How Regulations Influence Prices On Cryptocurrency

2017 saw cryptocurrencies swing riotously in assessments daily. In spite of a mostly upward trail, the market remains vulnerable to unpredictable and sometimes extreme fluctuations in prices.

While some of this instability can be attributed to how the current cryptocurrency model was conceived, namely its deflationary nature, and the fact that most coins are still viewed mainly as investment and speculative assets, there have been external factors that drive price impetus as well.

The increased spotlight on Bitcoin and its digital contemporaries led the original cryptocurrency to skyrocket in value. This sudden rise results in widespread market participation, inviting retail investors in droves to the crypto industry. However, it also focused the gaze of governments and international actors on the industry, a factor that has and could still play a large role in this volatility, especially if past regulatory efforts are any indication.

A prominent example of how regulations can lead to unintended consequences in financial markets comes courtesy of the post-crisis Dodd-Frank Act. Due to the restrictions placed on deposit-taking banks, many prominent financial institutions were forced to reduce their market-making activities in certain asset classes to reach higher capital ratios required by the regulations. In effect, the reduction in market-making liquidity harmed the price discovery process. Especially in the bond market, which is not as liquid as foreign exchange or stock markets, it can believably result in a snowball effect that amplifies directional price movements instead of reducing overall volatility.

The original boom in cryptocurrencies transpired in an unregulated environment. Even as news outlets and investors paid closer attention to the market, regulators and international actors remained largely distant from the action, and prices continued to soar unabated.

While in 2017 regulatory bodies take their first steps toward reining in the market, the previous near-decade saw cryptocurrencies evolve and grow relatively unrestricted. For regulators, this means attempting to box in a system that grew chaotically mostly by design.

This trend was largely visible thanks to the explosive growth in ICO funding many Blockchain companies attained last year. In 2017 new Blockchain-based companies reach an unheard-of $4 bln in funding even as regulators like the Securities and Exchange Commission began to circle. The capital raising was not without its flaws, with several well-publicized incidents underlining the relative anarchy of the current model.

This ‘wild west’ the cryptocurrency market catalyzed has had a psychological impact on investors. Due to the decentralized nature and lack of power structures inherent in cryptocurrencies, many view regulations as a tactic that could stunt this explosive growth, and reduce the volatility that has been a hallmark of the industry.

The result is a market in which news or speculation of upcoming regulation leads to massive moves in one direction or another, as investors rush to sell off coins or purchase them, creating instability in prices and wild swings in valuations. Bitcoin, for example, lost nearly half of its value as popular exchange Coinbase launched an internal investigation into fraudulent practices and potential market manipulation on their platform.

More recently, prices of most cryptocurrencies dropped significantly after South Korean Regulator announced they would ban crypto trading totally, or at least implement significant controls on the market.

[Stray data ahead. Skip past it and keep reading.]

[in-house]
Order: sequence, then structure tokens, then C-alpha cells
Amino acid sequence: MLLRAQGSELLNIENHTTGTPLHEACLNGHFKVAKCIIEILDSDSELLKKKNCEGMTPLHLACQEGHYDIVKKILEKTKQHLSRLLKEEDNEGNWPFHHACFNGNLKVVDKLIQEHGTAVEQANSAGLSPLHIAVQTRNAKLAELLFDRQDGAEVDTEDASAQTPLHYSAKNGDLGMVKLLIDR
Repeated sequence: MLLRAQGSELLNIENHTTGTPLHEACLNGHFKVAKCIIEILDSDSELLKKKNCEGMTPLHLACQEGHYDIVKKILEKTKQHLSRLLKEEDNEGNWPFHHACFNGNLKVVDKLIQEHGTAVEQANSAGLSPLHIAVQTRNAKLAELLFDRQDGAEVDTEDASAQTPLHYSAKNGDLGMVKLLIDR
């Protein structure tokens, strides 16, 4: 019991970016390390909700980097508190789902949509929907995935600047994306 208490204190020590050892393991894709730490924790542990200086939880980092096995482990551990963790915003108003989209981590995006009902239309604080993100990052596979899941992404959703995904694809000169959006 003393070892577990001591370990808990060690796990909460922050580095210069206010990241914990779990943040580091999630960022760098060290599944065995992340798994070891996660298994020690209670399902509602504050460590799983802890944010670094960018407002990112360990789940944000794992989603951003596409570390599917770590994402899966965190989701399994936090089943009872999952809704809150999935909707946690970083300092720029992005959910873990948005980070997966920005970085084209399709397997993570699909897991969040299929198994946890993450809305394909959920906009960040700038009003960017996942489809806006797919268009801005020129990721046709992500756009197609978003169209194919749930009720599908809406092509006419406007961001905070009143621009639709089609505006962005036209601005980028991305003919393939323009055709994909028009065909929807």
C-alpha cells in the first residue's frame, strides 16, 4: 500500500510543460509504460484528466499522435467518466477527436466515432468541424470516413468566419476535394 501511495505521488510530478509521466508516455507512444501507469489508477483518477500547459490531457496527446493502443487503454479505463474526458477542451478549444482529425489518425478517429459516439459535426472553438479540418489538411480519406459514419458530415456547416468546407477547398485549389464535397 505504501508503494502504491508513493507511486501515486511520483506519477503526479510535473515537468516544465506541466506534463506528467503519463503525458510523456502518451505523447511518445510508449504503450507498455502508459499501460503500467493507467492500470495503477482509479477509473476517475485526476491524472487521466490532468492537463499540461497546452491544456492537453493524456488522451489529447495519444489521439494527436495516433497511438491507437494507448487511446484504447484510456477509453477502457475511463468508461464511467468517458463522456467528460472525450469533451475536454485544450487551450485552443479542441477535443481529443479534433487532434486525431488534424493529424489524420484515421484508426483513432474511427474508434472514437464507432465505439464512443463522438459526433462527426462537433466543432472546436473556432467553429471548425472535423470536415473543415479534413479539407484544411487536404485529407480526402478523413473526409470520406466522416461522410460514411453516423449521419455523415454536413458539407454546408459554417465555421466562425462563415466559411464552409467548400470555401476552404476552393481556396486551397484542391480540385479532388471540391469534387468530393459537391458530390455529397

But not all regulations result in negative shocks. After the South Korean government changed its tack and sounded a more positive note, cryptocurrencies quickly reversed their slide and generated significant upward momentum.

Furthermore, cryptocurrencies’ introduction into mainstream investments has proven uneven at best. When the Chicago Board Options Exchange announced it would start offering Bitcoin futures contracts, trading was halted three times in six days after prices swung too far, causing alerts and downtime.

Overall, user sentiment still outweighs cryptocurrencies’ abilities to retain value, and the divergence from real-world assets, such as gold, means that speculation and knee-jerk reactions will continue to have an outsized impact on price fluctuations.

Even with the increased attention being paid to the sector, cryptocurrencies remain a mystery to many financial observers who attempt to project prices. Despite its nearly 10-year existence, the cryptocurrency industry remains very much in its infancy. Regulators have only recently started to think of ways to restrain some of the more dangerous practices that abound in the market, but have run into challenging headwinds.

Most recognize that blockchain, the underlying technology that supports cryptocurrencies’ many popular features, is a vital component of the future, but regulating the broader market has so far proven to also put a damper on the blockchain sector.

Moreover, ICO’s remain a serious concern for governments and regulators considering their high susceptibility to fraud, theft, hacking, and other unethical practices.

The sector’s young age also makes it difficult to measure the long-term impact of regulations. Even after its most violent price swings, Bitcoin prices have self-corrected, as do most other cryptocurrencies. The real effect regulations across the globe will have is becoming clearer, but the picture remains murky.

2018 should be an important measuring stick as to how regulations impact the industry. In the meantime, investors need to always remain vigilant considering more and not less regulation is on the horizon, likely spurring violent reactions in the short-term while rendering long-term investment strategies a haphazard guess at best.



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